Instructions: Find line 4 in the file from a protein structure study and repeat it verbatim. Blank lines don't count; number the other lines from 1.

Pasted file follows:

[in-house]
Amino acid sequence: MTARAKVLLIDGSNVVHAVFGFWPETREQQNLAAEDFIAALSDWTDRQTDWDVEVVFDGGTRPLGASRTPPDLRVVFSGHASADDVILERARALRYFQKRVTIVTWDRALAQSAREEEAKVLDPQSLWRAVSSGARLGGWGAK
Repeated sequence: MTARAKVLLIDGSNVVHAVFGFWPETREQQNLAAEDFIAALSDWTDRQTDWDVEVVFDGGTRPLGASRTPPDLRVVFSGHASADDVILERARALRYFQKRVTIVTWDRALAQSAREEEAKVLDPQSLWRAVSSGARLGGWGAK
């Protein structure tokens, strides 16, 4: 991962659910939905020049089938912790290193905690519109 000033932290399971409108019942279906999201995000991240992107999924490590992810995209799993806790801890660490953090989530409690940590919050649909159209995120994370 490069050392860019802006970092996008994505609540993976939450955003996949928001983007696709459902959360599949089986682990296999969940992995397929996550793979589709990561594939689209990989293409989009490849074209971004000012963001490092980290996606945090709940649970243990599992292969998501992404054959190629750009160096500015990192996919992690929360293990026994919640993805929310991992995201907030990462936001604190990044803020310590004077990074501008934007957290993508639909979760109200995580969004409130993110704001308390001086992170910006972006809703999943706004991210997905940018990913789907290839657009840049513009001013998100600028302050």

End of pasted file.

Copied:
């Protein structure tokens, strides 16, 4: 991962659910939905020049089938912790290193905690519109 000033932290399971409108019942279906999201995000991240992107999924490590992810995209799993806790801890660490953090989530409690940590919050649909159209995120994370 490069050392860019802006970092996008994505609540993976939450955003996949928001983007696709459902959360599949089986682990296999969940992995397929996550793979589709990561594939689209990989293409989009490849074209971004000012963001490092980290996606945090709940649970243990599992292969998501992404054959190629750009160096500015990192996919992690929360293990026994919640993805929310991992995201907030990462936001604190990044803020310590004077990074501008934007957290993508639909979760109200995580969004409130993110704001308390001086992170910006972006809703999943706004991210997905940018990913789907290839657009840049513009001013998100600028302050």